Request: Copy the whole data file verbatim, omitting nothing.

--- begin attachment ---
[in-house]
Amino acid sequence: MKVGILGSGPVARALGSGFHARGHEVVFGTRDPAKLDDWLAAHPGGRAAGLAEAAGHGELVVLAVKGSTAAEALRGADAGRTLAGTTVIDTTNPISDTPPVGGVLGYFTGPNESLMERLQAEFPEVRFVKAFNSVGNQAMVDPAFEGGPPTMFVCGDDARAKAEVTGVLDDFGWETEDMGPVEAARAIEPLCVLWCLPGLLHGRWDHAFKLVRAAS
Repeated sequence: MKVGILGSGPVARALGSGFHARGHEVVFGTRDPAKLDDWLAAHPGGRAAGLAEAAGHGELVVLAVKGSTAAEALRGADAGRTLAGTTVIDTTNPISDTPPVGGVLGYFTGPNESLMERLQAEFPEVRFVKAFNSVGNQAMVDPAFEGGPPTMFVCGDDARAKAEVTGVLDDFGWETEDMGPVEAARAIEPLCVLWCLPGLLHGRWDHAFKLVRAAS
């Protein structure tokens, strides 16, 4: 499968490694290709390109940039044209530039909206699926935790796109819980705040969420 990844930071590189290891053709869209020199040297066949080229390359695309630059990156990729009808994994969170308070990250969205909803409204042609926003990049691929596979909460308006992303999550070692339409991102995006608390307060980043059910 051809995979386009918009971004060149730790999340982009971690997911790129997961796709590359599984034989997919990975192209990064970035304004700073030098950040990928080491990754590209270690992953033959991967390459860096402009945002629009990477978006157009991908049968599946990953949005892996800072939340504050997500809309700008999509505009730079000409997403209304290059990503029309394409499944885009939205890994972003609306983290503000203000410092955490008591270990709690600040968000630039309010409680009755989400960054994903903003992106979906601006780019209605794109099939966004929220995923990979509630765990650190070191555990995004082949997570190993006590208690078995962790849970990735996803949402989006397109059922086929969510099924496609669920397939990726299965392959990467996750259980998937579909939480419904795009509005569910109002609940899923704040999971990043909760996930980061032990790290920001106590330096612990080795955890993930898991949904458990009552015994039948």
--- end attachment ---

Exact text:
[in-house]
Amino acid sequence: MKVGILGSGPVARALGSGFHARGHEVVFGTRDPAKLDDWLAAHPGGRAAGLAEAAGHGELVVLAVKGSTAAEALRGADAGRTLAGTTVIDTTNPISDTPPVGGVLGYFTGPNESLMERLQAEFPEVRFVKAFNSVGNQAMVDPAFEGGPPTMFVCGDDARAKAEVTGVLDDFGWETEDMGPVEAARAIEPLCVLWCLPGLLHGRWDHAFKLVRAAS
Repeated sequence: MKVGILGSGPVARALGSGFHARGHEVVFGTRDPAKLDDWLAAHPGGRAAGLAEAAGHGELVVLAVKGSTAAEALRGADAGRTLAGTTVIDTTNPISDTPPVGGVLGYFTGPNESLMERLQAEFPEVRFVKAFNSVGNQAMVDPAFEGGPPTMFVCGDDARAKAEVTGVLDDFGWETEDMGPVEAARAIEPLCVLWCLPGLLHGRWDHAFKLVRAAS
């Protein structure tokens, strides 16, 4: 499968490694290709390109940039044209530039909206699926935790796109819980705040969420 990844930071590189290891053709869209020199040297066949080229390359695309630059990156990729009808994994969170308070990250969205909803409204042609926003990049691929596979909460308006992303999550070692339409991102995006608390307060980043059910 051809995979386009918009971004060149730790999340982009971690997911790129997961796709590359599984034989997919990975192209990064970035304004700073030098950040990928080491990754590209270690992953033959991967390459860096402009945002629009990477978006157009991908049968599946990953949005892996800072939340504050997500809309700008999509505009730079000409997403209304290059990503029309394409499944885009939205890994972003609306983290503000203000410092955490008591270990709690600040968000630039309010409680009755989400960054994903903003992106979906601006780019209605794109099939966004929220995923990979509630765990650190070191555990995004082949997570190993006590208690078995962790849970990735996803949402989006397109059922086929969510099924496609669920397939990726299965392959990467996750259980998937579909939480419904795009509005569910109002609940899923704040999971990043909760996930980061032990790290920001106590330096612990080795955890993930898991949904458990009552015994039948």